With the philosophy aspect, the copyright law is designed to achieve this objective by granting property right to authors that provide them with financial incentives to produce and distribute creative works. The user's right philosophy assumes that authors will only invest sufficient resources in creating and publishing new works if they will have ownership rights that will enable them to control and profit from their works' distribution to the public. So, actually, the concept of the copyright owner is the economic right. If we talk about the economic rights, unavoidably, we have to talk about the economic system. At present, the free market economic system disfavors monopoly unless there is a limited justification for them.(2) The question is whether the exclusive right of the copyright owner is a monopoly. Let see other philosophies. The United States'economy and the economies of most Western nations are based on the free market system and the belief that profits are the just reward for labor expended in creative endeavors. However, some other countries are based on different economic foundations and have different viewpoints on the concept of authorship. Many eastern economies are related to the religions of Confucianism, Buddhism, and Islam, which are more communally oriented. According to these countries' economic systems, profits should be shared within society. Under the authorship philosophies of some Asian countries such as Korea, creative works have historically been viewed not as private property belonging to their authors but as goods for everybody to share freely. In these countries, cultural esteem rather than financial gain was the main incentive for creativity. In feudal China, Confucian literary and artistic culture was based upon interaction with the past and discouraged bold innovation. Much of this background has survived in the people's Republic of China, which has been hostile to the concept of private ownership rights in intellectual property. However, China has been forced, due to foreign economic pressure, to adopt a copyright system highly similar to those of most Western nations. The forced nature of copyright is a probable reason for the enforcement problems that have been prevalent in China as well as other Asian countries. In many cultures, copying of copyrighted works is tolerated to a much greater extent than in the United States. In Islamic countries, where piracy is rampant, the rationale is that copying of original material should not be prevented since the most
widespread dissemination of knowledge benefits the public good. Similarly, in countries such as China, Taiwan, South Korea and Singapore, imitation and reproduction of ideas, art and scholarship are sometimes considered a token of honor and respect. In the concept of economic rights philosophy, American copyright law, although historically based upon the user's rights philosophy, also incorporates some of the author's rights philosophy. Actually, it may be more accurate to describe the current American copyright policy as an economic rights (or trade-based) philosophy. The United States is the world's largest producer and exporter of intellectual property. Copyrighted works account for over $457 billion (or 5.5%) of the annual gross domestic product in the United States. Copyright-related industries are also the fastest growing segment of the U.S. economy and employment in copyright related industries has grown at about three times the rate of employment growth in the economy as a whole in recent years, accounting for about 4.3 million jobs. Copyrights bring more revenue into the United States than any other major industry, including aircraft, automobiles and agriculture. As copyrighted works have become a larger part of international trade, they have also become one of the few positive components in the otherwise unfavorable United States trade balance (i.e., the U.S. imports more of just about everything than it exports). One major exception is copyrighted works, where the U.S. has a surplus trade balance with every country in the world. Although foreigners are not buying huge quantities of American physical products such as cars, stereos or computers, foreign sales of American intellectual property products such as music, movies, television programs and computer programs are substantial. Consequently, the United States has taken a much more active role in expending copyright's reach and enforcing copyright on an international basis, often without much consideration of either author's or user's rights. For example, the United States recently decided to extend the duration of copyright by twenty years. It seems unlikely that this additional twenty years of copyright protection will make authors more likely to create artistic works. In reality, the two primary motivating factors for the twenty year extension were: (1) to preserve many valuable copyrights (including the copyrights to several Disney characters such as Mickey Mouse and songs written by George Gershwin) that were about to expire; and (2) to bring the term of American copyright protection in line with many European countries. Although these reasons may be important, they have little to do with encouraging authors to create new works. These was no evidence presented to suggest that authors would be less likely to create new works without the additional twenty years of protection and, in fact, this issue was not even considered by Congress. The passage of the term extension amendment was due primarily to the lobbying efforts of the copyright owners of some very valuable copyrighted works such as Disney and the Gershwin estate, with only token consideration given to providing incentives to authors or public access. This goes against the ideological basis for copyright, but reflects the reality of our political system.(3)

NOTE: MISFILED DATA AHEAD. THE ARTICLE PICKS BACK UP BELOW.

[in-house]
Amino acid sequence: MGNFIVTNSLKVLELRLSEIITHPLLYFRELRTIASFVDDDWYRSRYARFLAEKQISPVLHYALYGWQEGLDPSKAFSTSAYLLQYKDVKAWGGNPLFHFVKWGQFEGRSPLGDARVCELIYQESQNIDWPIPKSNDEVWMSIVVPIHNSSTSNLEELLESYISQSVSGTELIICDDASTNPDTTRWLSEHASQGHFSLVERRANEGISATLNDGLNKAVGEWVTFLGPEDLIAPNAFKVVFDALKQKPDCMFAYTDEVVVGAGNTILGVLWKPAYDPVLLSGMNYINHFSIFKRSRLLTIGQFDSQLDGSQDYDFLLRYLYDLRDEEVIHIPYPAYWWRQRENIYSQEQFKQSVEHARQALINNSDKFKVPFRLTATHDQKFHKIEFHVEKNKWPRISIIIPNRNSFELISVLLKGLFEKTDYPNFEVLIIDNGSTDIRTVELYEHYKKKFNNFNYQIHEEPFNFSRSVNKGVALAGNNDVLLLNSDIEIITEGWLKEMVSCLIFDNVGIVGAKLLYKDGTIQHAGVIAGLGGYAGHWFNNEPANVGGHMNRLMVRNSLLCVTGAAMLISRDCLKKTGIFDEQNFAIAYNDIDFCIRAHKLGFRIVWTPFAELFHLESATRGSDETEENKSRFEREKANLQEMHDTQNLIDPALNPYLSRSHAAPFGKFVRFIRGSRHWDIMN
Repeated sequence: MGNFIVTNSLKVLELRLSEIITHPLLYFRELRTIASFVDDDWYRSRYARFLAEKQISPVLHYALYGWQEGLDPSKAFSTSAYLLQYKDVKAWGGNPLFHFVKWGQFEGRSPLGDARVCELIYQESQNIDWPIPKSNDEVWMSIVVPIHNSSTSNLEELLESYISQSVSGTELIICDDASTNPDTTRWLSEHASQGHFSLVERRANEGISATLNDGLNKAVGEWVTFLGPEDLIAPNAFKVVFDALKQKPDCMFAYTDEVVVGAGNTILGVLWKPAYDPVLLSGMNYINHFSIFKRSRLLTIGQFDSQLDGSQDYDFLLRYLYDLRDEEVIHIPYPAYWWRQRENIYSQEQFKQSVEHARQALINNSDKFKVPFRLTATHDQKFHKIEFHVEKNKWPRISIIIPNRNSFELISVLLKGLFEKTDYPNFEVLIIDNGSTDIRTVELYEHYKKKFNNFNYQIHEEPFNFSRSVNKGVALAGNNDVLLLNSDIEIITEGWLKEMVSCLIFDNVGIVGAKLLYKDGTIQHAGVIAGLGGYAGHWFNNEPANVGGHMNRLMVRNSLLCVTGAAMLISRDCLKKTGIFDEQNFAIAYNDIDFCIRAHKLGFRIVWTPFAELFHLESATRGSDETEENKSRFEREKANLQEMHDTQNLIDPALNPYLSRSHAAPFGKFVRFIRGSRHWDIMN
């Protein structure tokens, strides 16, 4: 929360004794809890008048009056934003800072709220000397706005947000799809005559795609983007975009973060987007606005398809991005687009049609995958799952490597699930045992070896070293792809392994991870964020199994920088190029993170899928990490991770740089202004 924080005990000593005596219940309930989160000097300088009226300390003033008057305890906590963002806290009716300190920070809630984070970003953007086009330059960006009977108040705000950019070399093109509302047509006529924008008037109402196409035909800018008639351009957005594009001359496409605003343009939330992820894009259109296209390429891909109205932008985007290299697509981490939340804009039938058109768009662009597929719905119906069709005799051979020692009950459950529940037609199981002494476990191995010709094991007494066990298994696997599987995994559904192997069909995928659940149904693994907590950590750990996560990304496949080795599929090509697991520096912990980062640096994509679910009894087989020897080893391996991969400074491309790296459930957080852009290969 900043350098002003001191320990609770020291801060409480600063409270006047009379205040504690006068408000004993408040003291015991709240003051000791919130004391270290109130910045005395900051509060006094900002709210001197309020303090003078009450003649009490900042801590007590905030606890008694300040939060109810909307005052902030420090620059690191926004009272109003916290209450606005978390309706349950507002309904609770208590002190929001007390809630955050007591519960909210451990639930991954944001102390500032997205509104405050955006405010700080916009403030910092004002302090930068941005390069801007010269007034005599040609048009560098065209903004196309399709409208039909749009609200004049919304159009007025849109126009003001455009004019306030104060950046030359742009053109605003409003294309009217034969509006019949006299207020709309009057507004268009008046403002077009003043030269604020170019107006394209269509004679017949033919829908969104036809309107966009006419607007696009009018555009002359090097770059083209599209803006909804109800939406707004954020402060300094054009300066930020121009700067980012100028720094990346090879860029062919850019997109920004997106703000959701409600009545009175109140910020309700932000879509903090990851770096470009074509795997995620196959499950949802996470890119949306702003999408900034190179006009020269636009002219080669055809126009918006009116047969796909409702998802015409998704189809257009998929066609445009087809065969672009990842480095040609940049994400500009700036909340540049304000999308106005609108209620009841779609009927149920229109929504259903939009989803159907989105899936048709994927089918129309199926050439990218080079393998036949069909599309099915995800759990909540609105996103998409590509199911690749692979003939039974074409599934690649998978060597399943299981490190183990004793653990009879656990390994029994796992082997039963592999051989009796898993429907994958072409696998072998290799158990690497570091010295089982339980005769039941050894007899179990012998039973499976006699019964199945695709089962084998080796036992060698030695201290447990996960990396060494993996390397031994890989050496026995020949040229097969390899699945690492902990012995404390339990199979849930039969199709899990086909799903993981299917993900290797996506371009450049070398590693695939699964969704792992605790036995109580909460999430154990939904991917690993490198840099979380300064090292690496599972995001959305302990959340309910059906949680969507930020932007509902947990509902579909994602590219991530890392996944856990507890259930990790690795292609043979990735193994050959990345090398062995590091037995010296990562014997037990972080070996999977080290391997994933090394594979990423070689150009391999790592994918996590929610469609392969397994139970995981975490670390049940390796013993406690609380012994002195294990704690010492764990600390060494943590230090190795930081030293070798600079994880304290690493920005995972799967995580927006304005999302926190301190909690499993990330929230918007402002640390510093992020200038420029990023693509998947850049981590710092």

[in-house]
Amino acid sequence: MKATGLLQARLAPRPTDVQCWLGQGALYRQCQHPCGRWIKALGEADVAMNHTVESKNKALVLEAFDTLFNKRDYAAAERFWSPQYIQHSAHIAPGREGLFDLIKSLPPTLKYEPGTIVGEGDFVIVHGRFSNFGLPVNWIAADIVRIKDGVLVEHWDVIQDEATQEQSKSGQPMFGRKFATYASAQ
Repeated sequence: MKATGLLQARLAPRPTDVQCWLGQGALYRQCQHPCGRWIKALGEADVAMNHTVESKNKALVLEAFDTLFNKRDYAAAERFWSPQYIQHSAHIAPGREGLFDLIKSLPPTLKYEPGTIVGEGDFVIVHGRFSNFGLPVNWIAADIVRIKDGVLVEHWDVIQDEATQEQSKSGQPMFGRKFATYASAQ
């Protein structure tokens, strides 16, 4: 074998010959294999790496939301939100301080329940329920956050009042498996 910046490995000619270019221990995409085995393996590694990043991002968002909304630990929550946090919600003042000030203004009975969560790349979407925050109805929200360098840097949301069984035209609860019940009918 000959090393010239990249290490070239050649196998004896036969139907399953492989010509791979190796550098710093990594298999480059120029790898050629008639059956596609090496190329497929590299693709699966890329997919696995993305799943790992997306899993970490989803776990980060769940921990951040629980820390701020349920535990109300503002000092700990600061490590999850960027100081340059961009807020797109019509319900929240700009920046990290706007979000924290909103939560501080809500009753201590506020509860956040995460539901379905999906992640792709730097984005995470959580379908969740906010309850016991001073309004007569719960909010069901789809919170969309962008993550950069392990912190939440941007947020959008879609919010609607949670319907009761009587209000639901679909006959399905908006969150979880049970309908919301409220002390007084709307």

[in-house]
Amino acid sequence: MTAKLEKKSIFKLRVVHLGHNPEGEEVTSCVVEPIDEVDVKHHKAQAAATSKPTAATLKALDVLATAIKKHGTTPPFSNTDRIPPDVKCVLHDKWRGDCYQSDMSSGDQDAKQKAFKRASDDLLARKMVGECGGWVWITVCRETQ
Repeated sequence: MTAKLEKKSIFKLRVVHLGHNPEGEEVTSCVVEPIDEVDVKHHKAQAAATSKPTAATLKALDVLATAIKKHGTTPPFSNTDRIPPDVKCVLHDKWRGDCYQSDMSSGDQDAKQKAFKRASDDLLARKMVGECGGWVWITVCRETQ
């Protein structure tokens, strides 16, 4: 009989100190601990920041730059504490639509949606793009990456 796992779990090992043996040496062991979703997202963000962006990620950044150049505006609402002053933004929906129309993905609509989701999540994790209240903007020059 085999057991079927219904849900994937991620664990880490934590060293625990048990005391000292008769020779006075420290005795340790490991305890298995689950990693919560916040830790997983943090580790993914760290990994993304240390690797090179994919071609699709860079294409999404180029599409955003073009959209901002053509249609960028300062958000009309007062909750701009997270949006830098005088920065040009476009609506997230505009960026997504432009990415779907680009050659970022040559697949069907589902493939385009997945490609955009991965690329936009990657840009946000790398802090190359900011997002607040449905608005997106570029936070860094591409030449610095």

Facts mentioned above have obviously shown that the reasons for protection on intellectual property works in each country are different. Those reasons are based on political, religious, economic, and cultural philosophical basis.
(1)This paper is made for the ECAP II Research Programme, taking place at Queen Mary Intellectual Property Law Research Institute University of London, 1 September- 31 October 2002.
* Judge of The Central Intellectual Property & International Trade Court, Bangkok, Thailand. I am grateful to all those who give me a good opportunity for researching at a wonderful institute, Queen Mary Intellectual Property Research Institute, Queen Mary & Westfield College University of London. Especially, I would like to thank Mr. Johan Amand. Project Director of ECAP II Project who supports all of allowances in the periods of two months including flight tickets and accommodation, Ms. Gulsemin Bal, Project Assistant, who has completely arranged all for me, Professor Michael Blakeney, Director of Queen Mary Intellectual Property Research Institute, who warmly allows me to make a research here, Dr. Uma Suthersanen, lecturer of school of law, Queen Mary collage University of London, who is very nice for all information for making the research. Ms. Swee Ng, IP Units staff, who has friendly helped me for all in London.
(2) David J. Moser, Music Copyright for the New Millennium, ProMusic Press, 2002 at 5.
(3) Id. at 6-7.